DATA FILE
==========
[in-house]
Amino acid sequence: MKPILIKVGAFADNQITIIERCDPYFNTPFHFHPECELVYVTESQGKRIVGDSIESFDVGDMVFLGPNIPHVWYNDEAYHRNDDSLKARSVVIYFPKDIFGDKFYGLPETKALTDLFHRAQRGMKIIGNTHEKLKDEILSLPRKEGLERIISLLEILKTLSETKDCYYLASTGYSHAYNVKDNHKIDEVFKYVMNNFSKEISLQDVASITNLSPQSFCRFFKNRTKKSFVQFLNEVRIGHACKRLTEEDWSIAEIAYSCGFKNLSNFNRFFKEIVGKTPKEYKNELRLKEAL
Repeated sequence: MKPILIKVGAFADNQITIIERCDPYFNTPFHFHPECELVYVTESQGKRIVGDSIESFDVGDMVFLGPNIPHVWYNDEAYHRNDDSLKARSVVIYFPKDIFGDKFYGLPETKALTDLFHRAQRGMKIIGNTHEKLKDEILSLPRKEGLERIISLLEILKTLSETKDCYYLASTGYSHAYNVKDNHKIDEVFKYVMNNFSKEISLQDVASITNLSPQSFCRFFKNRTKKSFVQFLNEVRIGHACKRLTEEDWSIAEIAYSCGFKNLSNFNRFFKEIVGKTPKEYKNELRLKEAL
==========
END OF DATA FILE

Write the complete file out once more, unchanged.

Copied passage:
[in-house]
Amino acid sequence: MKPILIKVGAFADNQITIIERCDPYFNTPFHFHPECELVYVTESQGKRIVGDSIESFDVGDMVFLGPNIPHVWYNDEAYHRNDDSLKARSVVIYFPKDIFGDKFYGLPETKALTDLFHRAQRGMKIIGNTHEKLKDEILSLPRKEGLERIISLLEILKTLSETKDCYYLASTGYSHAYNVKDNHKIDEVFKYVMNNFSKEISLQDVASITNLSPQSFCRFFKNRTKKSFVQFLNEVRIGHACKRLTEEDWSIAEIAYSCGFKNLSNFNRFFKEIVGKTPKEYKNELRLKEAL
Repeated sequence: MKPILIKVGAFADNQITIIERCDPYFNTPFHFHPECELVYVTESQGKRIVGDSIESFDVGDMVFLGPNIPHVWYNDEAYHRNDDSLKARSVVIYFPKDIFGDKFYGLPETKALTDLFHRAQRGMKIIGNTHEKLKDEILSLPRKEGLERIISLLEILKTLSETKDCYYLASTGYSHAYNVKDNHKIDEVFKYVMNNFSKEISLQDVASITNLSPQSFCRFFKNRTKKSFVQFLNEVRIGHACKRLTEEDWSIAEIAYSCGFKNLSNFNRFFKEIVGKTPKEYKNELRLKEAL